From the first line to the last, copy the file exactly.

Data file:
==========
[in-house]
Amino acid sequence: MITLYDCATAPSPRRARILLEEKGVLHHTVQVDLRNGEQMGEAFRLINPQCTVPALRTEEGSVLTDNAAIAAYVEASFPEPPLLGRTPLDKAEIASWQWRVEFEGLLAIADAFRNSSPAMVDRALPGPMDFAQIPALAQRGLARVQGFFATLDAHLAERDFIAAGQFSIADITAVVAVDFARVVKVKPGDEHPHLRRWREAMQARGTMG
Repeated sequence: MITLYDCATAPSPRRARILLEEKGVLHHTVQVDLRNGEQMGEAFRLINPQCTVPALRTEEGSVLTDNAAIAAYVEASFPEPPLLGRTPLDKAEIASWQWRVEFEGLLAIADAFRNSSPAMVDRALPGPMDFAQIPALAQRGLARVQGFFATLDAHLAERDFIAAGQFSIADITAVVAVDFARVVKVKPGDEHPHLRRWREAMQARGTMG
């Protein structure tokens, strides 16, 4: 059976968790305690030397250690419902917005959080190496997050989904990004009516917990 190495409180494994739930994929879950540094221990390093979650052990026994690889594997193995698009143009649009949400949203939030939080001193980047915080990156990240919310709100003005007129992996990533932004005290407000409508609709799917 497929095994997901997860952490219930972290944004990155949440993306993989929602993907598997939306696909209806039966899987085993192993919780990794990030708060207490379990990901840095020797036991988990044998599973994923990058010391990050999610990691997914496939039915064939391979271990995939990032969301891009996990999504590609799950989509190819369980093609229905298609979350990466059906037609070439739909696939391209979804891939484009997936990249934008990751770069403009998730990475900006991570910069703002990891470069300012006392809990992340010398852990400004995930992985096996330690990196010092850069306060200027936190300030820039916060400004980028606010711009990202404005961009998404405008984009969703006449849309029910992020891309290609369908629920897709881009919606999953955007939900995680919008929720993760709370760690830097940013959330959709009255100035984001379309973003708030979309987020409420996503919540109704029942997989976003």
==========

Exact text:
[in-house]
Amino acid sequence: MITLYDCATAPSPRRARILLEEKGVLHHTVQVDLRNGEQMGEAFRLINPQCTVPALRTEEGSVLTDNAAIAAYVEASFPEPPLLGRTPLDKAEIASWQWRVEFEGLLAIADAFRNSSPAMVDRALPGPMDFAQIPALAQRGLARVQGFFATLDAHLAERDFIAAGQFSIADITAVVAVDFARVVKVKPGDEHPHLRRWREAMQARGTMG
Repeated sequence: MITLYDCATAPSPRRARILLEEKGVLHHTVQVDLRNGEQMGEAFRLINPQCTVPALRTEEGSVLTDNAAIAAYVEASFPEPPLLGRTPLDKAEIASWQWRVEFEGLLAIADAFRNSSPAMVDRALPGPMDFAQIPALAQRGLARVQGFFATLDAHLAERDFIAAGQFSIADITAVVAVDFARVVKVKPGDEHPHLRRWREAMQARGTMG
């Protein structure tokens, strides 16, 4: 059976968790305690030397250690419902917005959080190496997050989904990004009516917990 190495409180494994739930994929879950540094221990390093979650052990026994690889594997193995698009143009649009949400949203939030939080001193980047915080990156990240919310709100003005007129992996990533932004005290407000409508609709799917 497929095994997901997860952490219930972290944004990155949440993306993989929602993907598997939306696909209806039966899987085993192993919780990794990030708060207490379990990901840095020797036991988990044998599973994923990058010391990050999610990691997914496939039915064939391979271990995939990032969301891009996990999504590609799950989509190819369980093609229905298609979350990466059906037609070439739909696939391209979804891939484009997936990249934008990751770069403009998730990475900006991570910069703002990891470069300012006392809990992340010398852990400004995930992985096996330690990196010092850069306060200027936190300030820039916060400004980028606010711009990202404005961009998404405008984009969703006449849309029910992020891309290609369908629920897709881009919606999953955007939900995680919008929720993760709370760690830097940013959330959709009255100035984001379309973003708030979309987020409420996503919540109704029942997989976003």